Footprint Analytics -A chart showing a basket of 7 DEXs and their share of trading volume.
Looking for SOTV/MC based assumptions
The SOTV/MC ratio is a contextual metric that only applies to the limited sample of protocols you analyze simultaneously. Because there is a lot of variability between DEXs, casting too wide a net can lead to false discovery. Data output is as important as data input.
We use 7 major DEX platforms other than Uniswap as analysis cases because they have standard DEX functionality. Because Uniswap is the leader in the DEX market among its peers, Uniswap’s data will cause the overall data to deviate significantly from the real market conditions. We also removed Sunswap and VVS because they belonged entirely to their respective ecosystems. Another meaningful sample of limited protocols is “DEXs with futures trading” – dYdX, MCDEX, Perpetual protocols, etc.
The higher the SOTV/MC, the more overvalued the DEX’s market cap relative to its trading volume.
For example, analyze the two largest DEXes in an ecosystem. DEX A has a daily trading volume of $600 and a market cap of $400. DEX B only trades $400 a day, but for whatever reason, its market cap is $600.
To calculate SOTV/MC for DEX A, you divide 60 as a share of volume by 40 as a percentage of market cap. The result is 1.5. For DEX B, you divide 40 by 60 and you get 0.6. In theory, DEX A is undervalued, but it is important to remember that this indicator is only one part of the overall data analysis.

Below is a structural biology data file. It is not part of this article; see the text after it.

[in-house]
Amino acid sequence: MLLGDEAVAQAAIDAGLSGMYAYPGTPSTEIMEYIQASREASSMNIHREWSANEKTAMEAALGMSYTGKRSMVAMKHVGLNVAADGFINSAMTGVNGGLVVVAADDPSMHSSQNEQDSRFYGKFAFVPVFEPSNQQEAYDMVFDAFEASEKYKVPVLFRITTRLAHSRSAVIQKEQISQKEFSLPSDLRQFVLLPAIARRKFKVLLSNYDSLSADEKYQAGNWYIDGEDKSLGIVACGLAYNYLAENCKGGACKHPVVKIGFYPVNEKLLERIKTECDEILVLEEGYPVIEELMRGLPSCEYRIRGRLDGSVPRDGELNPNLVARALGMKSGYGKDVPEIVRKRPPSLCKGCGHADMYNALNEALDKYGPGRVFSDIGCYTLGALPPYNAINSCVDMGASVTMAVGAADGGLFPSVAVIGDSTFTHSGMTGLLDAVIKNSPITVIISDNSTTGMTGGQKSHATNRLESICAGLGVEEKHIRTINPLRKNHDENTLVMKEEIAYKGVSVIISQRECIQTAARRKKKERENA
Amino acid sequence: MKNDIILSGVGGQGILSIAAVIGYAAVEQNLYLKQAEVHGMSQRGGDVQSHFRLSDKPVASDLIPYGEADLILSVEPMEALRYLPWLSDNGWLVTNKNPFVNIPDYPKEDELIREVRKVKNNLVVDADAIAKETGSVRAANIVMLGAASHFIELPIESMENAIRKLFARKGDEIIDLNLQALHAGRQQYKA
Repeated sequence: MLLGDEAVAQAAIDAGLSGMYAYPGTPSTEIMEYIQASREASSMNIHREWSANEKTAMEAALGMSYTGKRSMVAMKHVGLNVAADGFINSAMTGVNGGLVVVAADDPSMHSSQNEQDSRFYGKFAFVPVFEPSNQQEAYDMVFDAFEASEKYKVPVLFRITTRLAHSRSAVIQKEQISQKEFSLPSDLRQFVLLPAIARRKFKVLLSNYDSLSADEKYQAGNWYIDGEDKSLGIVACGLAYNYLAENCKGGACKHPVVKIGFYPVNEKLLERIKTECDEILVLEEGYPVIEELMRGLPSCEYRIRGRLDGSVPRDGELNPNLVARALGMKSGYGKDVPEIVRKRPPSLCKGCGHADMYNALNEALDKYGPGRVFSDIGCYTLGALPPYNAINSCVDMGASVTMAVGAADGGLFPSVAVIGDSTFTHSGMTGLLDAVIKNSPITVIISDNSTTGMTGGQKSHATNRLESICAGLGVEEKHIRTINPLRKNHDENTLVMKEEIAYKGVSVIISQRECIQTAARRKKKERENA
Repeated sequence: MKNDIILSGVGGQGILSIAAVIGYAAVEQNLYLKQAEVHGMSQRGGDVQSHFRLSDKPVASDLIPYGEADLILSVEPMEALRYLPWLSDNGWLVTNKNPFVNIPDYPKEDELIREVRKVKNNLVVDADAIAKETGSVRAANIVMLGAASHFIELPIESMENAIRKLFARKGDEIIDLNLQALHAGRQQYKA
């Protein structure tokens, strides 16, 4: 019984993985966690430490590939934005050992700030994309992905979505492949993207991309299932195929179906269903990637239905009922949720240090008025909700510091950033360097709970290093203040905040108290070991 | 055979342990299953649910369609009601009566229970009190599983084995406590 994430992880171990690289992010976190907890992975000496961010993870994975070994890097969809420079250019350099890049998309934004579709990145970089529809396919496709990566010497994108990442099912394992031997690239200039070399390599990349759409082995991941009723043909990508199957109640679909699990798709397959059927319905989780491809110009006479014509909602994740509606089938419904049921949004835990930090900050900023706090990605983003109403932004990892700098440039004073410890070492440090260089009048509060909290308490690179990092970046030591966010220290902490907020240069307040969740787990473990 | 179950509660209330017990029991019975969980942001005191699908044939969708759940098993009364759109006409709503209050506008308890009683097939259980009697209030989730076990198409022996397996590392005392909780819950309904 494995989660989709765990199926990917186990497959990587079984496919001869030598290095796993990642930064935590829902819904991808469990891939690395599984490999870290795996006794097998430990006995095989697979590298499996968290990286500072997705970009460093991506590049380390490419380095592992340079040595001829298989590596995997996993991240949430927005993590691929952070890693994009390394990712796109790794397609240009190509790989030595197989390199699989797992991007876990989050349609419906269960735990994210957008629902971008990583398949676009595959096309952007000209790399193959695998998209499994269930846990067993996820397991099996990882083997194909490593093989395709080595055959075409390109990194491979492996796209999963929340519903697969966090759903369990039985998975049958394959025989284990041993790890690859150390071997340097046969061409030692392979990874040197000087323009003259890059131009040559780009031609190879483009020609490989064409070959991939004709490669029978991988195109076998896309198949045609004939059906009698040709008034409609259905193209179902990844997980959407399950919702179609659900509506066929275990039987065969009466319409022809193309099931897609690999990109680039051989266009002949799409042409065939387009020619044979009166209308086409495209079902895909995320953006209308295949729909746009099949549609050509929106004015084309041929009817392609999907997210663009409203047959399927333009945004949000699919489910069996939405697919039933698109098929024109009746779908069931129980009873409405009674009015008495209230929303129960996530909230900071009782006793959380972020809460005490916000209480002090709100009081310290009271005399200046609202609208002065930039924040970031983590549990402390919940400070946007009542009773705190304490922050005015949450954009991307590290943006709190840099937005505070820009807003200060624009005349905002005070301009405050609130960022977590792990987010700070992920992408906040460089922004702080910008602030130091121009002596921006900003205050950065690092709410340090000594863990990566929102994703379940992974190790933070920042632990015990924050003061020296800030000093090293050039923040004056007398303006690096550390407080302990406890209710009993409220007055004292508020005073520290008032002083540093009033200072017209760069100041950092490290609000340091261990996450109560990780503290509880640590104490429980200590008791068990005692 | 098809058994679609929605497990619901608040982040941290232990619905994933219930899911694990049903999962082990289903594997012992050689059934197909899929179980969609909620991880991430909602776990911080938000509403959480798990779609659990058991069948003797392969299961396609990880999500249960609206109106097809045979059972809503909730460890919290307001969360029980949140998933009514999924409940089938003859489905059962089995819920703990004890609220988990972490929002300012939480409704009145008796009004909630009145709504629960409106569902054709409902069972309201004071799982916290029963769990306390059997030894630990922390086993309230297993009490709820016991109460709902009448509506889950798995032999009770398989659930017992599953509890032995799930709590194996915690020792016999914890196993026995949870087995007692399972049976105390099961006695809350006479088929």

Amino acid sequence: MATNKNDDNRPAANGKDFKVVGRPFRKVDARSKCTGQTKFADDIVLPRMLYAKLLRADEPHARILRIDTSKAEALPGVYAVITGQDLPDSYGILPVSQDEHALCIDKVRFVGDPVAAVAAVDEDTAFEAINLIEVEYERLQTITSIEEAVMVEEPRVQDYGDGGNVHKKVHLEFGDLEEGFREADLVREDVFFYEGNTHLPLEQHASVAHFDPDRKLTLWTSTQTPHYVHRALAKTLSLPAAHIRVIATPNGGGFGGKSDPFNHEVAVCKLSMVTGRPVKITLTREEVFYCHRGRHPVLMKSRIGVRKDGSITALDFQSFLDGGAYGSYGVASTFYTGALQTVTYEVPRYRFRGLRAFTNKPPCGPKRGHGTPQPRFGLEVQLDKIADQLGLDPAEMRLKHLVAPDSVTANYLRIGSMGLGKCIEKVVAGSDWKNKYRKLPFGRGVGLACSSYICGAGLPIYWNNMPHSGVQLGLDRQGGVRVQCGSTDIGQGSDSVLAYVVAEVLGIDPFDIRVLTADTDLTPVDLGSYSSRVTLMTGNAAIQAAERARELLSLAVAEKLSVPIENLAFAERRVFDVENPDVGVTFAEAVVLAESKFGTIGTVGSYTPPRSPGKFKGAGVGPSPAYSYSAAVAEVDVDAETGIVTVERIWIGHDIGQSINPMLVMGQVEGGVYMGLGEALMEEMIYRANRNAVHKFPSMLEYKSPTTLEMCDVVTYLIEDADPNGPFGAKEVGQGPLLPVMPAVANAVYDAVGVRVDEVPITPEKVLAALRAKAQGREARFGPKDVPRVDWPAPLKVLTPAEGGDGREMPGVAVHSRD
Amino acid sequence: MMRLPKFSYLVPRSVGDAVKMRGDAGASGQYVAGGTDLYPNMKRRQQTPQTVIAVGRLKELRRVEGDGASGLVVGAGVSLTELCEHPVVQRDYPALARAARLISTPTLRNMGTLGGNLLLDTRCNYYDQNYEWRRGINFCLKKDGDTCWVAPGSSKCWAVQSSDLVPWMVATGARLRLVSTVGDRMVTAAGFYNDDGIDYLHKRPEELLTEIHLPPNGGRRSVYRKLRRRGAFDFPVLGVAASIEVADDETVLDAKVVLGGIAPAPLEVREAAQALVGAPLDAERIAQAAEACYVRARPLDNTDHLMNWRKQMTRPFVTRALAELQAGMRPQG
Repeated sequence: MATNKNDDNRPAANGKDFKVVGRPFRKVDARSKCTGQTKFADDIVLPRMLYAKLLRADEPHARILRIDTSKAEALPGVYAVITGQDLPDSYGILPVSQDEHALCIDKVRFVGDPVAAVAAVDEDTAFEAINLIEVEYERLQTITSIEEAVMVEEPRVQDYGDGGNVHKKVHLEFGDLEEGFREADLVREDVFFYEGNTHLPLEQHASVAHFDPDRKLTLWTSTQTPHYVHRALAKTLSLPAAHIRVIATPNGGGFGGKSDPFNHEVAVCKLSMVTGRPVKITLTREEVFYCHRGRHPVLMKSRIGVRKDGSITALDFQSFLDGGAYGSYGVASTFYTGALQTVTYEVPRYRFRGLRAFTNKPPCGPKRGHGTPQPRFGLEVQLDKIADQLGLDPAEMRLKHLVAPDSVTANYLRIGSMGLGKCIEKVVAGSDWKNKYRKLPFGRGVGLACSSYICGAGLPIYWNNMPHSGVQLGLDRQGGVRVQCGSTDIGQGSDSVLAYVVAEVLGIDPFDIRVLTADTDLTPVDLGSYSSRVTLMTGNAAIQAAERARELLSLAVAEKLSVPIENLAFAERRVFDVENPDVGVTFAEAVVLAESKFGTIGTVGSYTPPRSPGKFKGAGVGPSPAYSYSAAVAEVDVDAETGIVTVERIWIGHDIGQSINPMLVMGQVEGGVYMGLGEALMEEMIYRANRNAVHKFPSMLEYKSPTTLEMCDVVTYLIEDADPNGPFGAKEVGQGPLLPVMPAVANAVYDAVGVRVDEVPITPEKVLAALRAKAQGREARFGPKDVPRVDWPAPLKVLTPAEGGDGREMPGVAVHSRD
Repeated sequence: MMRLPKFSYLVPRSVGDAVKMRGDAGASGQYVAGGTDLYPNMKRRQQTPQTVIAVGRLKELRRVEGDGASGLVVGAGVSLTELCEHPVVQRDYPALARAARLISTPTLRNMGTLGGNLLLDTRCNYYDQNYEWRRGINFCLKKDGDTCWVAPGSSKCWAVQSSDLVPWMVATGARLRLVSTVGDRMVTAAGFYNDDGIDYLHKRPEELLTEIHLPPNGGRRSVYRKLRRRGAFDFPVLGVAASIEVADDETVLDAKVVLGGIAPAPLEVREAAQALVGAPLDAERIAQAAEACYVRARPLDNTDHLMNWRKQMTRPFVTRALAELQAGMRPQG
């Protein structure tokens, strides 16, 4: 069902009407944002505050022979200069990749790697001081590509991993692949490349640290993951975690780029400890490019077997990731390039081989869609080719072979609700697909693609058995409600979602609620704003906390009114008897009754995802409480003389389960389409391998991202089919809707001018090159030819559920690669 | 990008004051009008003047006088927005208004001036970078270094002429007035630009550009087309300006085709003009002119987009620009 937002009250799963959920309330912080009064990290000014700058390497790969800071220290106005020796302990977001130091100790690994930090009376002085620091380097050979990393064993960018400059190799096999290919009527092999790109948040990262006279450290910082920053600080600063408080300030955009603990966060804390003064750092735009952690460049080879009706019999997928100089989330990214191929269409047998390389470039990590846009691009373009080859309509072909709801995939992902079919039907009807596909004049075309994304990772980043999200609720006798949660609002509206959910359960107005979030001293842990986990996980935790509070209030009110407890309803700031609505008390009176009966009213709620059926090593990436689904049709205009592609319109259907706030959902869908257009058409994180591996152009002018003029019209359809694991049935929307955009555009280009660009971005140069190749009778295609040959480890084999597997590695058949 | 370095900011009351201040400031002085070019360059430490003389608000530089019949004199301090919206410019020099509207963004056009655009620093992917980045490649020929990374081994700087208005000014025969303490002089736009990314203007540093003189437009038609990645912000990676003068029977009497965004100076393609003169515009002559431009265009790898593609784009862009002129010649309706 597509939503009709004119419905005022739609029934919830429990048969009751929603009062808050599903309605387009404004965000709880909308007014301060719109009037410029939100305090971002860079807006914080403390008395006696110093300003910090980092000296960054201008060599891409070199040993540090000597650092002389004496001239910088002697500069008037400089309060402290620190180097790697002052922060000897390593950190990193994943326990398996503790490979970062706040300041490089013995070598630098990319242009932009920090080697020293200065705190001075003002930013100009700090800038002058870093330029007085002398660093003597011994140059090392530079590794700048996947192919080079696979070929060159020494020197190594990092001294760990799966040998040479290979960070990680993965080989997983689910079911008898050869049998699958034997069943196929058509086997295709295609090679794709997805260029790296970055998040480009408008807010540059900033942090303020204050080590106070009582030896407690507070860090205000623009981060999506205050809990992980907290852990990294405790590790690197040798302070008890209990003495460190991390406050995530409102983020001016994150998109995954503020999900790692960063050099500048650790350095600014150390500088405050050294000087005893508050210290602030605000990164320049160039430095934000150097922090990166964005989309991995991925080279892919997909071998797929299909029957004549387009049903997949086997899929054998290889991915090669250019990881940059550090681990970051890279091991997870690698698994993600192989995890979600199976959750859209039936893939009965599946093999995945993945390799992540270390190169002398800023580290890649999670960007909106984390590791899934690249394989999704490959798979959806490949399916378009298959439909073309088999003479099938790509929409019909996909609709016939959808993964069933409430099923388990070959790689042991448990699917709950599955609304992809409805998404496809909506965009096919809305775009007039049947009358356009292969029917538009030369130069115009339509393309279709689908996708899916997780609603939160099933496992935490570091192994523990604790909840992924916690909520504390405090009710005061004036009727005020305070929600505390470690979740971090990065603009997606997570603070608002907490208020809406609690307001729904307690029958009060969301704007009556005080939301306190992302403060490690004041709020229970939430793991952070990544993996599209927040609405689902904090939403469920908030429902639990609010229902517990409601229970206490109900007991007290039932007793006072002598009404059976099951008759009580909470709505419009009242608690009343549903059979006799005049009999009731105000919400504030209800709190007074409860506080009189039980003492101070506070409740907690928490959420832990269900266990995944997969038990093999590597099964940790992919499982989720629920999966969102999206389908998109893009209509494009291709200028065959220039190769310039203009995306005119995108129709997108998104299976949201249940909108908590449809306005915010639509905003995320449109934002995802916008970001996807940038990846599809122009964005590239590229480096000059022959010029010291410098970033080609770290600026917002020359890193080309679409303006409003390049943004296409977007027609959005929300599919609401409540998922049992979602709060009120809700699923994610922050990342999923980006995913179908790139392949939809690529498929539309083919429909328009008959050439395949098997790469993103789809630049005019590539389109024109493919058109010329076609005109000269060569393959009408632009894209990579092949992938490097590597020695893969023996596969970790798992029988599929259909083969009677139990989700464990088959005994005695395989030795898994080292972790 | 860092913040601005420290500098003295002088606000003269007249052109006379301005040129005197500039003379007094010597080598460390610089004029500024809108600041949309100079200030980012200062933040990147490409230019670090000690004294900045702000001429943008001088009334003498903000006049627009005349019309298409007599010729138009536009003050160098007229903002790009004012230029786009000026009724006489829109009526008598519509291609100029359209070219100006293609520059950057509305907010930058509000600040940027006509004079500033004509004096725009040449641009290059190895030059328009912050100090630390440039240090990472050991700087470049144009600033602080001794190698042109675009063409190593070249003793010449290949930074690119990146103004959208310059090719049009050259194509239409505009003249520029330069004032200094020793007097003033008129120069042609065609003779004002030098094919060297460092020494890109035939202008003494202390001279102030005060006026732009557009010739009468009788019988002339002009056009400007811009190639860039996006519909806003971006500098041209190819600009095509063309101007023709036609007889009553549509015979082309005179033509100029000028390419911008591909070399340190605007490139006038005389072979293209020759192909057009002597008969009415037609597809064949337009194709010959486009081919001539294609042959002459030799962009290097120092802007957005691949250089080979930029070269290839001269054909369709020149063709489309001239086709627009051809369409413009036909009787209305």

Here are some findings from a SOTV/MC analysis of Balancer, Pancakeswap, Sushiswap, Curve, DODO, Quickswap, and TraderJoe. The corresponding Dashboard view can be found here.
Is the value of CRV currently undervalued?
Curve and Pancakeswap are the two main DEXs after Uniswap. Although Curve’s SOTV is nearly 6% higher than Pancakeswap’s, CRV and CAKE are nearly tied in market cap (though CRV is rising and CAKE is falling). While their primary uses are quite different, it can be argued that Curve, which facilitates stablecoin DeFi, is more secure than Pancakeswap’s. Pancakeswap is a Layer 1 DEX that lists a large number of low-cap “memecoins”. However, CAKE has wider uses than CRV.
DODO is a hidden gem?
As of July 27, DODO’s SOTV was 17%, making it the third largest DEX in the group. However, its market cap is relatively small at 3.7%. For investors who are bullish on DEX, DODO is a protocol worth watching.
How valuable is brand building to DEX?
Two new DEXs with similar SOTVs are TraderJoe with 2.7% and Quickswap with 3%. However, TraderJoe’s market cap accounts for 6.7% of the entire portfolio, while Quickswap’s market cap is much lower at 2.2%. TraderJoe’s strong branding and marketing serve as the only difference from Quickswap, which is very similar in appearance to other DEXs. However, Quickswap has some other potential features that may make it more promising in the future.
We believe it is important to track multiple metrics when analyzing exchanges; SOTV/MC is one of them.
Posted by:CoinYuppie，Reprinted with attribution to:https://coinyuppie.com/use-volume-shares-to-evaluate-dexs/